Aircraft Built by Cessna Aircraft Company

C-34 Airmaster

The Cessna Airmaster would develop into one of several models (C-34,C-37, C-38, C-145 & C-165) to carry the Airmaster name. This 4 place, high-winged cabin monoplane featured a 7 cylinder, 145 HP Warner radial engine that delivered a max speed of 162 MPH and offered a 550-mile range. The Airmaster series would win the title of “Worlds Most Efficient Airplane” in 1936. 42 C-34’s were built (out of a grand total of 186 for all of the Airmaster series), with a price of $4,985. Considered to be one of the classic aircraft from the golden era of aviation, the Airmaster allowed Cessna Aircraft Company to establish a firm foothold from the depression era, and emerge into a world power of general aviation.

172 Skyhawk

The Cessna Model 172 Skyhawk, which first appeared in the mid 1950’s, along with it’s stablemate, the 182 – was built to compete with the Piper PA-22 Tri-Pacer, the top selling private plane from 1952 to 1956. The 172 evolved from the Cessna model 170 (tail-dragger) in 1956 in which the tri-cycle landing gear and new empennage design created a line of aircraft that would prove to be the worlds most popular general aviation aircraft to date. Relatively affordable with docile handling characteristics have made this 4-place aircraft an all-time favorite with recreational and business flyers alike. Originally powered by a 145 HP 0-300 Engine (yielding a top speed of about 135 MPH), later versions used up to a 180 HP Lycoming 0-320 engine (yielding about 144 MPH) to carry 4 people.

337 Super Skymaster

Originally planned as a safe twin engine aircraft (to avoid the asymmetrical drag associated with an engine-out of a conventional twin) the models 336 Skymaster (fixed gear) & 337 Super Skymaster (retractable gear) stand out as one of the most unique products brought to market by Cessna Aircraft Company. Approximately 2,000 Skymasters were built between 1963 – 1983, making it Cessna’s 2nd best selling twin. Utilizing an engine to pull, and another to push (twin engine redundancy – centerline thrust concept) and featuring outstanding visibility from the cockpit, the aircraft found usage by the U. S. Armed Forces during the Vietnam era as a forward Air Control aircraft. The 6 place Skymaster made use of either a 210 or 225 HP Continental engine, yielding a top speed of 183 MPH.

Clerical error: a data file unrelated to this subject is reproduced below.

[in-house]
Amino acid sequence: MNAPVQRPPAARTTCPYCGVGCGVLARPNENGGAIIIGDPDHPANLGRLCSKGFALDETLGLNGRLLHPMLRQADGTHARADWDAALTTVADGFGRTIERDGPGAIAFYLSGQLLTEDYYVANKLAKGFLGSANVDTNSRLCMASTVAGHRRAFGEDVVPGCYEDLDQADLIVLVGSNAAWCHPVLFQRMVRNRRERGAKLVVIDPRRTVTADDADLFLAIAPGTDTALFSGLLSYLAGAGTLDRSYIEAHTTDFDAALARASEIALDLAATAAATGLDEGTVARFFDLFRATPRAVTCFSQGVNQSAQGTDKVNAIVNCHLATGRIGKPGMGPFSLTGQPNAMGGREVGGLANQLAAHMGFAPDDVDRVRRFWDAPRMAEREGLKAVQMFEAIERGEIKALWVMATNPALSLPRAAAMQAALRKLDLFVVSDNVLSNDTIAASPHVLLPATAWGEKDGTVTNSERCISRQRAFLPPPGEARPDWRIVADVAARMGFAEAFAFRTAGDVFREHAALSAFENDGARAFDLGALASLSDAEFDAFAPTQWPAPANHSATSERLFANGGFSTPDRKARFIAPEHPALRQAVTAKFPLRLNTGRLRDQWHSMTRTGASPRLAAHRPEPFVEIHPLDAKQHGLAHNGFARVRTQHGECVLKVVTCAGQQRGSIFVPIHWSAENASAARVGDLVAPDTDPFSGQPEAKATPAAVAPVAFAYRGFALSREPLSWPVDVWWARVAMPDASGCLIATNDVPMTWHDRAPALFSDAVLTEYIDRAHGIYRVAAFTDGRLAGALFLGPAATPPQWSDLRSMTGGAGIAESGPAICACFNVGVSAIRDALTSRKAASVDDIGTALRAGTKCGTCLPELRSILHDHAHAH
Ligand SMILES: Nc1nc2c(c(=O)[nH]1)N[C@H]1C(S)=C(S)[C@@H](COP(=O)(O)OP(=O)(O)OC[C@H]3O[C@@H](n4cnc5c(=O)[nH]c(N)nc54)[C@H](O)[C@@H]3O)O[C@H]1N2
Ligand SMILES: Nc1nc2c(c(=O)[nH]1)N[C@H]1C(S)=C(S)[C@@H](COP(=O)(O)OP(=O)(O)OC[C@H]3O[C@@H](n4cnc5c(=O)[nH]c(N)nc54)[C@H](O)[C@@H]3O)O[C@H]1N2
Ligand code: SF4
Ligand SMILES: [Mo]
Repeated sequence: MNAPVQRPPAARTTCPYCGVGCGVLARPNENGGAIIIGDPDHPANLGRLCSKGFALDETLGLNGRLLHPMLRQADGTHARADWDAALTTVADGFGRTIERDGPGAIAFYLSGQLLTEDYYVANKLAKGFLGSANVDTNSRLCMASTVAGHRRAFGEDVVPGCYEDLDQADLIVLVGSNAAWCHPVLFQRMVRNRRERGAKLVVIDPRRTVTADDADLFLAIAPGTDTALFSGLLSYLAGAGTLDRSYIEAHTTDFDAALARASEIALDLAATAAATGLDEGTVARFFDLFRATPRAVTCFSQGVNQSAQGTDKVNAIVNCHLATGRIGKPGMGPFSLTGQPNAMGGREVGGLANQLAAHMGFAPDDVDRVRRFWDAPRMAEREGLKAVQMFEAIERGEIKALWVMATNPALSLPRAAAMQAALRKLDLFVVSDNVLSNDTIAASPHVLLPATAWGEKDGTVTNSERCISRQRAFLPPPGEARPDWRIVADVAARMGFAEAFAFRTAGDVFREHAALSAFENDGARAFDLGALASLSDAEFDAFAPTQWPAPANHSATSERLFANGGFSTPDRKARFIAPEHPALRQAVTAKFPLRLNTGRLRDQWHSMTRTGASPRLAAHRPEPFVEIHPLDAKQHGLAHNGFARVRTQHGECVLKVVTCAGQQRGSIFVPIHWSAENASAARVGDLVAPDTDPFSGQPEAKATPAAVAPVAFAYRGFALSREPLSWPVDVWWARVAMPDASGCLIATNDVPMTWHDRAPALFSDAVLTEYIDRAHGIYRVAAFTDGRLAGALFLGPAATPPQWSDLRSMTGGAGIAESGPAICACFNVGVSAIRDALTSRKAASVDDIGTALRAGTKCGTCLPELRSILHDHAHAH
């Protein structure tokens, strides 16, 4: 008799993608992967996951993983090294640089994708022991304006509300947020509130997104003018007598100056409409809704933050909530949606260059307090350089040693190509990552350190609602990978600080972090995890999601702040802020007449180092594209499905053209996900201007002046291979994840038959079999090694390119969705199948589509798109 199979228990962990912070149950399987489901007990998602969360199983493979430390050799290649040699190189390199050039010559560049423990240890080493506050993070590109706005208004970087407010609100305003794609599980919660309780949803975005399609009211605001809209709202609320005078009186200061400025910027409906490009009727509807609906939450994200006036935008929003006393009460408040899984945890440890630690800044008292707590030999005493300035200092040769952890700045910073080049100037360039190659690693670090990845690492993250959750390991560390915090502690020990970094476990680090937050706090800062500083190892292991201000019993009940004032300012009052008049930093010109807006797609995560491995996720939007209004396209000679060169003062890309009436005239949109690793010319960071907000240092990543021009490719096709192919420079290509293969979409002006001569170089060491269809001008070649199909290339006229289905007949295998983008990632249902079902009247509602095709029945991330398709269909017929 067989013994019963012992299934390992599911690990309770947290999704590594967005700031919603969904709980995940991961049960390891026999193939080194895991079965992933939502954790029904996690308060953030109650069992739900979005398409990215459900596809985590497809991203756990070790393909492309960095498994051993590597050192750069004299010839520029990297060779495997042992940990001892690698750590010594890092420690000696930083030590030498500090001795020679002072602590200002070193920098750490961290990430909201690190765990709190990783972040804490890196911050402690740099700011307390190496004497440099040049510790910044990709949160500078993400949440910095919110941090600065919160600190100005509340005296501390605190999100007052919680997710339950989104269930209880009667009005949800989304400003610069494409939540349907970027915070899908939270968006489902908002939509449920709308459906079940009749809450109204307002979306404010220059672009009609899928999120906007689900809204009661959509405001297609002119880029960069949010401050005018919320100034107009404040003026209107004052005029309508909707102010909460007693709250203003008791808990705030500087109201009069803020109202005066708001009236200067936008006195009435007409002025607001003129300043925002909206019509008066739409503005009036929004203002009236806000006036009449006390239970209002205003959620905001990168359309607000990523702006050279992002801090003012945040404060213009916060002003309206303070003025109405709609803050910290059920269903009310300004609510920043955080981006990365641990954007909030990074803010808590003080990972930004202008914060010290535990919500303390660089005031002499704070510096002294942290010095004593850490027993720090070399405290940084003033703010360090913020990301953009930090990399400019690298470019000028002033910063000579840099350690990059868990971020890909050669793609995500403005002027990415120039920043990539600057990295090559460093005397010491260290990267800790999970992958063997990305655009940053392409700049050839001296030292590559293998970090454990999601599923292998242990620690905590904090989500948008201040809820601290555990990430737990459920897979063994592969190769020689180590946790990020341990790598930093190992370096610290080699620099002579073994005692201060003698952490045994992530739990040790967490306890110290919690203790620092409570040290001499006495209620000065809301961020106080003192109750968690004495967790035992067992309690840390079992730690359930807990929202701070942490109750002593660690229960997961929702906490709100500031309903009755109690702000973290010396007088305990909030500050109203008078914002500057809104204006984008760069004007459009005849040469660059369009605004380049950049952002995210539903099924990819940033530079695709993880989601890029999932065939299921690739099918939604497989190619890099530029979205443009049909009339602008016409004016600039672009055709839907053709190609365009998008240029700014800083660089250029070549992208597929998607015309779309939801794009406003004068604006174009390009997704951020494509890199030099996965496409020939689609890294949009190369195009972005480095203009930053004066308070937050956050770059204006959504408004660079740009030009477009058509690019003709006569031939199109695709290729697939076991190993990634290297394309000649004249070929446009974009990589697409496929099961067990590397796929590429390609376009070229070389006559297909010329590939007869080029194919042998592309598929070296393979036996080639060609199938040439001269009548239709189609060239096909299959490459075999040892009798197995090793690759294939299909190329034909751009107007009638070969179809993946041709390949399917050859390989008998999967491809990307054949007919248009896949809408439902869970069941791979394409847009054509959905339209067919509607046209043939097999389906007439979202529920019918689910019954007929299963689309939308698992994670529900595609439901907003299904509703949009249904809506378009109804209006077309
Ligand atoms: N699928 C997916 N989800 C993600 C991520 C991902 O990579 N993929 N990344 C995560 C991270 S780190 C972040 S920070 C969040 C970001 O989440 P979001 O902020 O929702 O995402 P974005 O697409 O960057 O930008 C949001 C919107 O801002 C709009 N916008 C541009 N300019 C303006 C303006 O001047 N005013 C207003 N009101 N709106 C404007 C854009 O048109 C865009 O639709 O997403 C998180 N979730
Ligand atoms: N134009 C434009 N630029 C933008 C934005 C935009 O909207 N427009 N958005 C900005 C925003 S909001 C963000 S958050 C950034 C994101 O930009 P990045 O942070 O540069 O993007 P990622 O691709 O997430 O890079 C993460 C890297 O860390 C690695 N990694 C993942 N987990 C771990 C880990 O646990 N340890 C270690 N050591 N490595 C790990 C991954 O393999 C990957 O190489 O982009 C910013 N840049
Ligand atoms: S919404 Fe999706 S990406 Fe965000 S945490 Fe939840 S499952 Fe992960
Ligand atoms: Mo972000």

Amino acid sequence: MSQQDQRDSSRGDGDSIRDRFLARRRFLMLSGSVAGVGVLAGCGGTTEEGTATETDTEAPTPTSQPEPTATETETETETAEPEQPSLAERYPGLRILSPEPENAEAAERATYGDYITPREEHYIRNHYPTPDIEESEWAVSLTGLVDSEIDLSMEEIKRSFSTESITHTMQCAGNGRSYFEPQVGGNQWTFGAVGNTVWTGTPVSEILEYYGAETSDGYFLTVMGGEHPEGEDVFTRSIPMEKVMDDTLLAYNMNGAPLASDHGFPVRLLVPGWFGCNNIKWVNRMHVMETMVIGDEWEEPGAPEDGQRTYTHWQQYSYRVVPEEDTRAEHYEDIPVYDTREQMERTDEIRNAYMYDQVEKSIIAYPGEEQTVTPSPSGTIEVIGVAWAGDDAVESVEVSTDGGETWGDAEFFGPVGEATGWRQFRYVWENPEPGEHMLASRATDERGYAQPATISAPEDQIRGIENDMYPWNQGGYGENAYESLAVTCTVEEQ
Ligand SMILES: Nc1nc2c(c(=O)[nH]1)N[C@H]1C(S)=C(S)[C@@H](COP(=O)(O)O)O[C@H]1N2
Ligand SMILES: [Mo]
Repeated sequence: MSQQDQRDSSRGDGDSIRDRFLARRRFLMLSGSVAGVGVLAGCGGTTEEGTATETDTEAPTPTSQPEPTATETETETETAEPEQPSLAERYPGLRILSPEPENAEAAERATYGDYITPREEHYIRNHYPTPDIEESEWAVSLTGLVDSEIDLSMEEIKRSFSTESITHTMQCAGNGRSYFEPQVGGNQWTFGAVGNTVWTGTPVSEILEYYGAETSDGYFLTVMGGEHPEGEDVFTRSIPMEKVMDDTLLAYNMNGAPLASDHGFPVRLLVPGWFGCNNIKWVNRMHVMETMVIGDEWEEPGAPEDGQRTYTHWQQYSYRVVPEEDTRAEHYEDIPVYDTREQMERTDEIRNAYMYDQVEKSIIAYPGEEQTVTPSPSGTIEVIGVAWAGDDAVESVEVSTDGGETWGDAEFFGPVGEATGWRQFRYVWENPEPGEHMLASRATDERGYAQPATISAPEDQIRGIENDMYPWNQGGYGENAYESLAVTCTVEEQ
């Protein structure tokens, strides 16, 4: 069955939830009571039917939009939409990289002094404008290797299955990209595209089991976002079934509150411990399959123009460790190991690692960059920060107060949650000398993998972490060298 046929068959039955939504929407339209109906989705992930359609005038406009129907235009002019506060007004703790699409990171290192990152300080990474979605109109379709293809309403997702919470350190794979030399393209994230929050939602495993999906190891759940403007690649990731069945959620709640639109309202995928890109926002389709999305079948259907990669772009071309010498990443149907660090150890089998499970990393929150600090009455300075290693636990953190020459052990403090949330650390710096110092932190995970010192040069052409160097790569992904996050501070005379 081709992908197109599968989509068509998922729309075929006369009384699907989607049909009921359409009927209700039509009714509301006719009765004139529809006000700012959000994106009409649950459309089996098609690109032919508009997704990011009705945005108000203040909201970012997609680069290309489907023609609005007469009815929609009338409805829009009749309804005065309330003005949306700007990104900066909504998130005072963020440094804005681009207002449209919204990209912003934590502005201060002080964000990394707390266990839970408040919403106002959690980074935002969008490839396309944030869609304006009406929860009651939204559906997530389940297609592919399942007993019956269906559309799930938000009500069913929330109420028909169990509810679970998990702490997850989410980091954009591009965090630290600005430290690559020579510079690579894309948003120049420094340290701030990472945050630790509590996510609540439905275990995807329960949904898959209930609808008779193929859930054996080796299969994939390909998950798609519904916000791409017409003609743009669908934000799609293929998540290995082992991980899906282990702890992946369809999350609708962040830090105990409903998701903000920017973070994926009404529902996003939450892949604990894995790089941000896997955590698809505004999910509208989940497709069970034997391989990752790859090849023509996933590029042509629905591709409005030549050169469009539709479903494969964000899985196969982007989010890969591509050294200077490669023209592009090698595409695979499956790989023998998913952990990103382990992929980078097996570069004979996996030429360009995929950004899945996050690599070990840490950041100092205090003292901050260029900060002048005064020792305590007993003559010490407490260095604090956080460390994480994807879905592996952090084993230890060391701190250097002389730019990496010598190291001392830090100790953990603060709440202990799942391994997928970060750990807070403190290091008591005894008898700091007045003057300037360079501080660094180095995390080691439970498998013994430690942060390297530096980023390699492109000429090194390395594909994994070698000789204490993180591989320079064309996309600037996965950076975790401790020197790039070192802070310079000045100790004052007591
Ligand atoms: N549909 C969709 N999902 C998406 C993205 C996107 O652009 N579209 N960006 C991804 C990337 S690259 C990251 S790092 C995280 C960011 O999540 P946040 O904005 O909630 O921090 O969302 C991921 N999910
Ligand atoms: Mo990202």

188 AG Husky

Cessna Aircraft Company developed and marketed several models of crop dusting / aerial spraying versions of the model 188. Originally developed in the mid 1960’s, the model 188 was sold under the names of Ag Wagon, Ag Pickup, Ag Truck, Ag Carryall and Ag Husky. The Ag Husky shown here featured a 310 HP Turbocharged engine and a 280-gallon hopper. Unique to these aircraft were safety enhancements that came in the way of windshield and gear wire-cutter blades to deal with any close-encounters with telephone lines, 4130 chrome-moly steel tube fuselage structure and night operations lights. Approximately 4,000 model 188’s were built.


With approximately 5,500 aircraft sold since it’s debut in 1954, the Cessna model 310 has earned the distinction of being Cessna’s best selling twin-engine aircraft. The 310 is perhaps best known as the “star” of the 1960’s television show “Sky King” (featuring a 1960 model 310D named Songbird II). Long considered to be one of the best looking aircraft to have been designed, the 310 was available between the mid 1950’s until production stopped in the early 1980’s. Originally equipped with 2 Continental 240 HP engines, the last model featured 2, 285 HP Continental engines.


Affectionately known as the “Tweety Bird”, the Cessna T-37 trainer has provided exceptional, long-term service as the U. S. Air Force’s prime transitional trainer between propeller driven aircraft and T-38 jet aircraft. First flown in 1954, the T-37 was produced until 1977, in which a total of 1,272 aircraft were built. Powered by two Continental J-69 engines (providing 1,025 pounds of thrust each), the T-37 could maintain a service ceiling of 35,100 feet. The side-by-side seating configuration of pilot and co-pilot helped to facilitate pilot training based upon the contemporary thinking of that time. An armed variant of the T-37, known as the A37B was powered by two GE jet engines (2,850 pounds of thrust each), and could be outfitted with napalm tanks, 2.75″ rockets as well a conventional bombs and a 7.62mm mini-gun. 577 A37B attack aircraft were built, and used primarily during the Vietnam War.

Citation X

Having made its first flight in December, 1993, the Citation X (Ten) has set numerous records as the fastest production business jet in the world. Flying at Mach 0.92 (about 600 MPH), the only civilian aircraft that is faster is the supersonic Concorde. Powered by two Allison Rolls Royce AE-3007C turbofans (generating about 6,400 pounds of thrust each), the aircraft can accommodate a crew of two and as many as twelve passengers in extreme comfort. The Citation X is the flagship of a long series of best-selling business jets whose name Citation is derived from the famous thoroughbred racehorse “Citation”.